Approaching Bulmer Street from the Gestingthorpe end, one of the first buildings you see on your left is the 17th Century Griggs Farmhouse, the lands were then farmed as part of Auberies estate. By the latter half of the 18th Century two farms, one north, the other south of The Street, were combined as Griggs and Swains owned by William Jennens of Suffolk. When he died in 1798, aged 98, he was reputed to have been the richest commoner in the country. His holdings close to two million pounds in value, were also Butlers, Black House, Jenkins, Kitchens and Tye Corner farms. Dickens’ novel “Bleak House” was said to have been based on the Jennens Case.
In the 19th Century William Bird farmed Griggs, then Charles Bird who farmed 280 acres with 12 men and 3 boys in 1871 and finally John Burlingham, a great supporter of the chapel.
At the turn of century came W. S. Courtnell who farmed it together with Kitchens. Tom Rowe recalls that in 1910, before tractors were generally in use, the chassis of an old motor vehicle was adapted for pulling a self-binder. The barn (now Suffolk Hall), dating from the same period as the house, has been converted into a dwelling.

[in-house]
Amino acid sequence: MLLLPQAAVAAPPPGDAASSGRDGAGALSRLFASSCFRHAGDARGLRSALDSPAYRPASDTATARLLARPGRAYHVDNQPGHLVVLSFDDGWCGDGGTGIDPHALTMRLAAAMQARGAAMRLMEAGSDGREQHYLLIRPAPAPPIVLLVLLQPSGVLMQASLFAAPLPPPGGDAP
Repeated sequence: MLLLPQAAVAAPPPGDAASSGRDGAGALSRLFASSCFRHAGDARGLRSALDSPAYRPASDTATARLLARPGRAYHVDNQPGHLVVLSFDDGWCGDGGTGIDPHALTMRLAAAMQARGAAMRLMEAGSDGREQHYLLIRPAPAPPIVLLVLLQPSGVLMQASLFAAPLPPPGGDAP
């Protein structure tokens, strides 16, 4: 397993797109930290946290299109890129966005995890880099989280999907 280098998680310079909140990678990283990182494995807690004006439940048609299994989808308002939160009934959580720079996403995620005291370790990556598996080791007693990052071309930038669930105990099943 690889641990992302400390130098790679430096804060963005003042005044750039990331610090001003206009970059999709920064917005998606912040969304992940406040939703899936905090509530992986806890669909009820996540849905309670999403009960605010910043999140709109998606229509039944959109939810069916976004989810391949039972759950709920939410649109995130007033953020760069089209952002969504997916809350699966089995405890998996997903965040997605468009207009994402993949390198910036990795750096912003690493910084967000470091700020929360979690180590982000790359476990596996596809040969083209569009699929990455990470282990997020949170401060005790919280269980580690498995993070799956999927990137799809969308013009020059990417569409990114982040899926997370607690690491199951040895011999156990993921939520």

Opposite Griggs are five houses erected on what was once a meadow known as Stackyard pasture, part of Swains Farm. Swains Cottage, built about 1902, replaced three earlier cottages on the site. From 1937-51 the Walkers lived there, a show-business family; Mr. Walker was a musician and acrobat and Mrs. Walker a singer. The two daughters were acrobats and performed with a third person as “The Three Garcias”. They appeared at the Palladium and other leading theatres. At various times they appeared with many well-known acts and personalities such as The Crazy Gang and Gracie Fields. In 1947 they appeared in a Royal Command Performance. Recently a house (Fylok) and a bungalow in the Roman style (Oatlands) have been built in the grounds of Swains Cottage. St Andrew's Rise, the latest of Bulmer’s new housing developments, rises from here.